Wild Haws Expedition
aka: Strawberry Creek Expedition
|Campaign:||Wild Haws Expedition (a.k.a. Strawberry Creek Expedition)|
|Dates:||March 10–12, 1864|
|Principal Commanders:||Captain Edward Lawler, Company K, First Nebraska Cavalry Volunteers (US); None (CS)|
|Forces Engaged:||Company K, First Nebraska Cavalry Volunteers, Eleventh Regiment of Missouri Cavalry (US); None (CS)|
|Estimated Casualties:||None (US); None (CS)|
|Result:||Union objective completed|
Ordered to screen the movements of Colonel W. D. Wood of the Eleventh Regiment of Missouri Cavalry through the Izard County area, Captain Edward Lawler of Company K, First Nebraska Cavalry Volunteers, moved through Wild Haws (Izard County) to the Strawberry River (named “Strawberry Creek” in the reports) before returning to Batesville (Independence County) from March 10 to March 12, 1864. While completing this assignment, no enemy contact was made.
On March 10, 1864, Capt. Lawler received orders to move with a detachment toward Wild Haws, which was renamed LaCrosse (Izard County) in 1869. Lawler’s detachment, whose strength was not identified in official reports, was to aid in the movement of six squadrons from the Eleventh Regiment of Missouri Cavalry under the command of Col. Wood as it moved through the region to the Polk (or Poke) Bayou headwaters in Izard County or possibly as far as Evening Shade (Sharp County). Additionally, Lawler’s command was given permission to track and destroy any targets of opportunity.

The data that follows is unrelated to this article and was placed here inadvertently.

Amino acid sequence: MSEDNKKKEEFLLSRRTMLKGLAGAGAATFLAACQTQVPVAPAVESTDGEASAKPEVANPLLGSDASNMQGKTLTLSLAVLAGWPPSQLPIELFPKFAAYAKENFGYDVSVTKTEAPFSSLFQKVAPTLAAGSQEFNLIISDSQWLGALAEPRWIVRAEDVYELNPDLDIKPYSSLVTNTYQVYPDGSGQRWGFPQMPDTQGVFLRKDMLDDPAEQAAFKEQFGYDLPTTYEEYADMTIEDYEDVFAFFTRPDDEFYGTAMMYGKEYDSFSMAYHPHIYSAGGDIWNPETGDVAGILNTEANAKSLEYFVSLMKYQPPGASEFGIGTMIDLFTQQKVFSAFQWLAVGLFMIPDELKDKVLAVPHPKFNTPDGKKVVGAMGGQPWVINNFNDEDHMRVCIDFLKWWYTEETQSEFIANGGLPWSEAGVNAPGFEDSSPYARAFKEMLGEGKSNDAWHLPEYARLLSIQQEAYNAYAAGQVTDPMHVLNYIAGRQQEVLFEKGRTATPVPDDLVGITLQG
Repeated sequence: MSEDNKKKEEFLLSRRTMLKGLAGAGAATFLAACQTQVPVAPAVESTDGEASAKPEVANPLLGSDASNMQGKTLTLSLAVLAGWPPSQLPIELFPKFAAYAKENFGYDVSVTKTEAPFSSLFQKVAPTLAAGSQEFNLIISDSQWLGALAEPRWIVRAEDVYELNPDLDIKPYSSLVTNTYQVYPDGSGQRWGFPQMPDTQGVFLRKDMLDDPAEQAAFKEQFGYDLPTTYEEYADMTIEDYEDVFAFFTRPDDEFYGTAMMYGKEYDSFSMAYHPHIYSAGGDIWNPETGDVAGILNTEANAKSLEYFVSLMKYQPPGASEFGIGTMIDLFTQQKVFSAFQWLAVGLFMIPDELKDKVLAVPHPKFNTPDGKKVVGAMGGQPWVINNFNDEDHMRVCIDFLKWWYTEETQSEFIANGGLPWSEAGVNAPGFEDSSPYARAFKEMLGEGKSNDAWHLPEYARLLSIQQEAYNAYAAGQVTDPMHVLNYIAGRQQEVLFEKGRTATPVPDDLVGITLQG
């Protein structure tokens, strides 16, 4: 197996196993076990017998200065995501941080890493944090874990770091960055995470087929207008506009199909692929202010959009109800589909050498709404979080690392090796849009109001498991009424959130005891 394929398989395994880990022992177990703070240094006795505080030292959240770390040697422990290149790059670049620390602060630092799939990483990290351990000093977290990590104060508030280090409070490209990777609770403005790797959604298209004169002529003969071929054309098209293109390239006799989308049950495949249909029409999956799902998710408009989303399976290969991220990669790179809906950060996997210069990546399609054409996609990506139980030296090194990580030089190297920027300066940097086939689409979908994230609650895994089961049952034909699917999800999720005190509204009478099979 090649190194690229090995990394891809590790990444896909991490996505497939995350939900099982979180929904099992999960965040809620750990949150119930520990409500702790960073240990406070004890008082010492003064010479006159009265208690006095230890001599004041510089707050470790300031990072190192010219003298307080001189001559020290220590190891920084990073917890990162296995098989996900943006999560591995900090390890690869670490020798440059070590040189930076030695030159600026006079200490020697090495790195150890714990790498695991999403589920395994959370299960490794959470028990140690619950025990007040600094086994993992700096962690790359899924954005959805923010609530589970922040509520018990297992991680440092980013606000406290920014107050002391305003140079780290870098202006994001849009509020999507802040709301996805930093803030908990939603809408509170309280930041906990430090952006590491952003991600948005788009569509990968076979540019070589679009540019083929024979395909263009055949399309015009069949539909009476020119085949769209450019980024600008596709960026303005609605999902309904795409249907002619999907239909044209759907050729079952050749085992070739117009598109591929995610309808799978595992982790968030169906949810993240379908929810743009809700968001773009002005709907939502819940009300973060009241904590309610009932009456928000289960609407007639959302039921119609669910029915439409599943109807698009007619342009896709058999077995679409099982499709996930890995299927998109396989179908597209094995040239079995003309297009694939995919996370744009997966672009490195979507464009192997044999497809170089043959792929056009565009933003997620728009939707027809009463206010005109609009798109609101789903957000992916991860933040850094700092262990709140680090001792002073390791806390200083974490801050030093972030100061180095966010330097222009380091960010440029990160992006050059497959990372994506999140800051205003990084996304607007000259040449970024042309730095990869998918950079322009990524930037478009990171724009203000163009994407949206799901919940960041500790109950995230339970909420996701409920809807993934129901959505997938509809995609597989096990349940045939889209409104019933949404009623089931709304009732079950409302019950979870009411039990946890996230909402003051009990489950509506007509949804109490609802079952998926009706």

Leaving Batesville at 11:30 a.m. on March 10, the First Nebraska rode toward Wild Haws. Setting up camp one mile south of that location, Lawler dispatched a detachment to sweep the area before nightfall. As no enemy forces were detected, the command traveled to the Franklin (Izard County) post office to gather intelligence the next morning. Hearing that 100 Confederates were encamped at “Strawberry Creek”—most likely the Strawberry River due to the location of Franklin post office to the river and not Strawberry Creek near Bull Shoals (Marion County)—Lawler rushed his troopers there to find the camp site empty. After scouting parties found no clear traces of the direction the Confederates traveled, Lawler’s command turned to locate Wood’s column. While en route, Lawler was informed that some twenty Confederates were believed to be between his front and Wood’s command. Camping on the night of March 11, Lawler hoped to trap these Confederates between the two Union forces in the morning, but they could not be found on the morning of March 12. As directed, Lawler’s command joined Wood’s column temporarily. Seeing that he was not needed by this time, Lawler broke from the column and moved the First Nebraska back toward the White River to search for enemy forces in that region. Following the river, Lawler’s command arrived in Batesville during the night of March 12.
As the primary objective of Lawler’s movements was to screen the route of Wood’s command, then this operation was a success. The failure to make contact with the enemy was common for many operations. Journals and diaries kept by soldiers reveal long periods of boredom and the drudgery of repetitive tasks such as riding patrols and standing guard without contact. Overall, this expedition is very common for the types of movements in this region.
For additional information:
The War of the Rebellion: A Compilation of the Official Records of the Union and Confederate Armies. Series I, Vol. 34, Part I, p. 161 and Part II, pp. 548–549. Washington DC: Government Printing Office, 1891.
Derek Allen Clements
Black River Technical College
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